The controversy over the University of Virginia’s $2.2 billion Strategic Investment Fund may have settled down since a state auditor determined in August that the controversial pot of money was in full compliance with Virginia law. But William R. DeSteph, Jr., R-Virginia Beach, isn’t satisfied. He has released correspondence expressing his ire at university officials for keeping legislators and the public in the dark.
“My confidence in the forthrightness of the University’s leadership has been undermined by its own contradictory statements and numerous private conversations about public matters,” DeSteph wrote in a Sept. 14 letter addressed to UVa President Teresa Sullivan. It was a matter of “grave concern,” he said, that she continued “to refuse to provide the public records requested by my colleagues and me.”
“If you and the University’s leaders persist with obvious disingenuous efforts to keep the doors closed and Virginia in the dark,” he wrote, “you will only reinforce the nation that something’s amiss.”
DeSteph’s sentiments echoed those of a Sept. 8 letter that Del. Terry G. Kilgore, R-Gate City, had addressed to Sullivan and Rector William H. Goodwin Jr.: “Our concerns have always been that not only did the public not know about [the fund], much less where to look, but also that clearly neither did your Board of Visitors nor we as legislators charged with keeping a tight rein on the public’s purse.”
The existence of the fund was revealed by former Board of Trustees member Helen Dragas in a Washington Post op-ed shortly after she left the board this summer. She charged that board members had been coaxed into raising the tuition for incoming first-year students by 10% without understanding that income from the fund, estimated to be about $100 million per year, could have been used to offset tuition increases. University officials planned to use the money to recruit star faculty, enrich the student experience and provide financial aid for lower-income students as part of a longer-term plan to boost UVa into the ranks of the Top 10 universities nationally.
Critics contend that, while what UVa did was legal in setting up the Strategic Investment Fund, the process was opaque to the public, the legislature and even some members of the Board of Trustees. They also charge that the first full explanation to the board of the purpose to which the fund would be put was held in a closed session in likely violation of Virginia’s Freedom of Information Act.
A joint Senate-House subcommittee of the General Assembly held a hearing last month to look into the matter. A state auditor showed how UVa had consolidated various reserves and other restricted funds and handed them to the University of Virginia Investment Co. (UVIMCO) to invest, which it did successfully. The actions were legal, properly accounted for, and fully disclosed in university documents, the auditor said.
In pursuing their inquiries, DeSteph and his legislative allies have asked for voluminous information from the university. In a Sept. 2 letter to DeSteph, Sullivan referred to “thousands of pages of document that we have already provided in response to your requests.”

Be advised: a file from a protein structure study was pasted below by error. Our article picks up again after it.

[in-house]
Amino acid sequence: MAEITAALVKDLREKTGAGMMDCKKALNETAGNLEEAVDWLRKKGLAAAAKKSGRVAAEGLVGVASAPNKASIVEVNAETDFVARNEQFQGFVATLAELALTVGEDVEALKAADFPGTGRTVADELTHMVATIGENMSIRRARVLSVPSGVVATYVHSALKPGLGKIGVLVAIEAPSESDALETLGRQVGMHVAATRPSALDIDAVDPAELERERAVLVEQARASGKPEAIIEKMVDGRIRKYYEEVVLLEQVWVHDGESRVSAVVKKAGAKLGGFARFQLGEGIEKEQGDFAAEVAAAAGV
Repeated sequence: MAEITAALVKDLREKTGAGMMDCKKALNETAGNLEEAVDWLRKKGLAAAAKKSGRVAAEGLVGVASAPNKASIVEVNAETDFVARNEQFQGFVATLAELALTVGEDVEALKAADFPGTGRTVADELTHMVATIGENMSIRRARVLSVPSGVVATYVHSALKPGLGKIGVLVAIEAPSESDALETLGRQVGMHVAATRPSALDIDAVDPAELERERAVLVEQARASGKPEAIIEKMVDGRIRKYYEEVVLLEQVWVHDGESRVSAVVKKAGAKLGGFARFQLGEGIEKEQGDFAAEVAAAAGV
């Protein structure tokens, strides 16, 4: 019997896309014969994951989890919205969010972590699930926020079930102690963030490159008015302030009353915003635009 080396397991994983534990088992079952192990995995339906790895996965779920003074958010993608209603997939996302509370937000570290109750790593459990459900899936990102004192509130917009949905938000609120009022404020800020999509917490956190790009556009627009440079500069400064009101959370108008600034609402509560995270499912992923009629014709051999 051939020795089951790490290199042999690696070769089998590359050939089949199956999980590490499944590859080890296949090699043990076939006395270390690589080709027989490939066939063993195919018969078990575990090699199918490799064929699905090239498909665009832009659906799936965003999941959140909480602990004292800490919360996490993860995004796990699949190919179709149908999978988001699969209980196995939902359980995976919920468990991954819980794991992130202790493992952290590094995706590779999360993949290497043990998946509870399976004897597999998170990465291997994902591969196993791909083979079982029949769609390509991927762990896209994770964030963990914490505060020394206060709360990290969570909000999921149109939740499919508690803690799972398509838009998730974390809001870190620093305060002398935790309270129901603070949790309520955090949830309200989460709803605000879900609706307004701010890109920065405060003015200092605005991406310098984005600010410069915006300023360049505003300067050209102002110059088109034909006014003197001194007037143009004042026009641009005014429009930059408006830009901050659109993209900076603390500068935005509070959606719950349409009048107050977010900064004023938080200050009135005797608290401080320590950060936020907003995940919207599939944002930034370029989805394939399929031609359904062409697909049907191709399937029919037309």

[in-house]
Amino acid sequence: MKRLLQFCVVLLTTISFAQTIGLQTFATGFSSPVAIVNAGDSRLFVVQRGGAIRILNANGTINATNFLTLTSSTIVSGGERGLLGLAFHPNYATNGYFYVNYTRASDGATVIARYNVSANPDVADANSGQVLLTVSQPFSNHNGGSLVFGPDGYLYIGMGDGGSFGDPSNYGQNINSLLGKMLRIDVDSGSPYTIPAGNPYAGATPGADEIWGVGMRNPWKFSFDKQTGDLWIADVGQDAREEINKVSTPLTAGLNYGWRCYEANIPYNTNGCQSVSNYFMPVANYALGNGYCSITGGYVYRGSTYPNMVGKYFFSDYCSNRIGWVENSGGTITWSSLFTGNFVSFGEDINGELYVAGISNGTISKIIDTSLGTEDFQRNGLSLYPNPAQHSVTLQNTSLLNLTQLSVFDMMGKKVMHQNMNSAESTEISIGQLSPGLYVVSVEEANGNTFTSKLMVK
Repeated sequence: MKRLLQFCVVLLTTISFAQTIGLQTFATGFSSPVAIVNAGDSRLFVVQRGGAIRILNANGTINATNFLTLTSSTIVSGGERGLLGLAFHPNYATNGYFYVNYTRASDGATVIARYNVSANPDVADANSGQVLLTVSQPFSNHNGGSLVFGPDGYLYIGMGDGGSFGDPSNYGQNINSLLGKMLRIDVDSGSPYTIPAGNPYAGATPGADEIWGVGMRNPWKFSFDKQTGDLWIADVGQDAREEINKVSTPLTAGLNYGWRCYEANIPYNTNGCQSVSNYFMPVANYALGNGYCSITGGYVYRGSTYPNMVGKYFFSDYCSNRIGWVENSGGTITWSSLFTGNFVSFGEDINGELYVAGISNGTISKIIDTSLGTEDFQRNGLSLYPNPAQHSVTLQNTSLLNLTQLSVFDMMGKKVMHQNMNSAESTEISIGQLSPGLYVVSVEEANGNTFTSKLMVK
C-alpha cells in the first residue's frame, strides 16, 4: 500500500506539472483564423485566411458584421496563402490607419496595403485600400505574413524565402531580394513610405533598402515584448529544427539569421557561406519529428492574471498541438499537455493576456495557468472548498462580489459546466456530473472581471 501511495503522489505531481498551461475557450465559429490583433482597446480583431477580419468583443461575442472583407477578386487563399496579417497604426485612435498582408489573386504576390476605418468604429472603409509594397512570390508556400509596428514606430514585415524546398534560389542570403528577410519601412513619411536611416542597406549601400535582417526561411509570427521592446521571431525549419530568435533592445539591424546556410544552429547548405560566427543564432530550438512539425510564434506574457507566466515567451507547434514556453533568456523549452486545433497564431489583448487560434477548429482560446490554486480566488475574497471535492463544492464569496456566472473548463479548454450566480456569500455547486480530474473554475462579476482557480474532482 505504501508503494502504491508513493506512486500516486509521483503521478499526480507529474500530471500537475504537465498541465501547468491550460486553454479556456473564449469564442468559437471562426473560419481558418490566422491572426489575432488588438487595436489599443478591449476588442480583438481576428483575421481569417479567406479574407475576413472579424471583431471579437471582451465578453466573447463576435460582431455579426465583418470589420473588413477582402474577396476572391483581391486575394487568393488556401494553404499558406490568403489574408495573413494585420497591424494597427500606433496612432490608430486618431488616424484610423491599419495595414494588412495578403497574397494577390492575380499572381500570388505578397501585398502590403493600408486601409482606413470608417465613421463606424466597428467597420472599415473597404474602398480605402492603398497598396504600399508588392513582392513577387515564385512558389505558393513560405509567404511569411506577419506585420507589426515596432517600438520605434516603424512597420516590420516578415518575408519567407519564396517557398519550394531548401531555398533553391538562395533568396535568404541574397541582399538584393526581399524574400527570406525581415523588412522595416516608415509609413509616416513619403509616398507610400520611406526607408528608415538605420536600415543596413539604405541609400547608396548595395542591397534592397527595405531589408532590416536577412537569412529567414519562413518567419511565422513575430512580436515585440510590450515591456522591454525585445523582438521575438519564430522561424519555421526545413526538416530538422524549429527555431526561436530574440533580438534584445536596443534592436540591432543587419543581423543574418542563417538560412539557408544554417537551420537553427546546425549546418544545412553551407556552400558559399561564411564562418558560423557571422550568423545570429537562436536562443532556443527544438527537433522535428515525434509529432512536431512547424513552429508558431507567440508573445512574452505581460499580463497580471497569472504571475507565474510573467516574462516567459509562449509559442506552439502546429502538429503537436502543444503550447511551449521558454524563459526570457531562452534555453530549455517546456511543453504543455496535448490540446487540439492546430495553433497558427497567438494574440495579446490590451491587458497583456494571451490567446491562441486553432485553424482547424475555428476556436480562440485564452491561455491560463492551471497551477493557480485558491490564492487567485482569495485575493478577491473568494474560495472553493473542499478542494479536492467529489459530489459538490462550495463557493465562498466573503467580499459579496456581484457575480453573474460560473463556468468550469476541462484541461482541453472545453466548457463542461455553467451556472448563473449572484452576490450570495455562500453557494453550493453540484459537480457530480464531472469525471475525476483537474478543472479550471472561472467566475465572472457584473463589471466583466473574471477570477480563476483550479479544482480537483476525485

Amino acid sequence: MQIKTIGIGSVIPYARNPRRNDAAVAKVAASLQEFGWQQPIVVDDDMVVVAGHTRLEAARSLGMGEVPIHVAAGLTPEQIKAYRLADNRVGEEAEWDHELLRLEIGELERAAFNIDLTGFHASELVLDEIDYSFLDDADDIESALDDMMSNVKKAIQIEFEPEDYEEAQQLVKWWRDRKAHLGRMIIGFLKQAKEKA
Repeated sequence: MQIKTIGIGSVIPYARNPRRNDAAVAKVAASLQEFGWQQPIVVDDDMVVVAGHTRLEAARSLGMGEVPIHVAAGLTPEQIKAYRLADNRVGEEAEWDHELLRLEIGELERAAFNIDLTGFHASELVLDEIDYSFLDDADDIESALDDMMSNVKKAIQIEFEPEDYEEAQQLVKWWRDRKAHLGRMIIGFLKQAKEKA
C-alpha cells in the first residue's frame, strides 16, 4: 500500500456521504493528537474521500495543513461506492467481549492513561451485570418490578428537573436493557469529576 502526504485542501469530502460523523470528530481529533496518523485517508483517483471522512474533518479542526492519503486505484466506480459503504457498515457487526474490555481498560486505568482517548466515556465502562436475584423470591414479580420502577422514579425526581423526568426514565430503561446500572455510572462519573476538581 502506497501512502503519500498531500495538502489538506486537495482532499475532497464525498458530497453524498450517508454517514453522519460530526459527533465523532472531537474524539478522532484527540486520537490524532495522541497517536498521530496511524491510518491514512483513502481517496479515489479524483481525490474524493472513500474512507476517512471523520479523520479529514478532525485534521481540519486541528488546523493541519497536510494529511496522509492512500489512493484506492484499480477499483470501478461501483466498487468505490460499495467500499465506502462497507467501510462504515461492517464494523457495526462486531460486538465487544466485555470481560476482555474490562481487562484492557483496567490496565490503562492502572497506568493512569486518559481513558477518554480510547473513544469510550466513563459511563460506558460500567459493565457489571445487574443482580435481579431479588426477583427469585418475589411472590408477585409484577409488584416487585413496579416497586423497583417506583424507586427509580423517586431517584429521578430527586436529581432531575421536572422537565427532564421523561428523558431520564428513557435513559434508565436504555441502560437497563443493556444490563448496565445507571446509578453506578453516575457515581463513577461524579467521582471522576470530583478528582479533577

According to a Sept. 9 letter to DeSteph, Senate Majority Leader Thomas K. Norment Jr., R-James City, had advised Sullivan that “any and all legislative requests for information on this matter would come either through the Joint Subcommittees or the respective Committee Chairs. … It is important that any requests for information be focused and pertinent to the use of the Fund to advanced the University’s mission.”
However, DeSteph, Kilgore and others were not satisfied. As DeSteph wrote to Senate Majority Leader Thomas K. Norment Jr., R-James City:
The issue has never been the legality of the fund. Instead, the issues have always been the University’s administration disguised the money, had private conversations with just a handful of the Board of Visitors’ leadership about how to spend public money and the investment income off of this public money, and convinced the Board to go along with its plans in an illegal closed session while simultaneously instructing members to keep them a secret from us and the public. …
Rector Bill Goodwin has been far less than candid over the course of numerous conversations, I’ve been given the run-around by President Terry Sullivan, and plainly told by Pat Hogan, the University’s chief operating officer, that what’s gone on is none of my business.
I have documentation and accounts from a wide range of sources — including many board members — that for whatever reason, Virginia’s leadership and citizens have been led astray.
In his correspondence, DeSteph referred to his service as an intelligence officer with Naval Special Warfare and the Naval Investigative Service. “That experience taught me to be dogged in the pursuit of the facts and take people at their word until I learned otherwise. But if I came to understand that misdirection and deflection were at work, my search for the truth would be relentless.”There are currently no comments highlighted.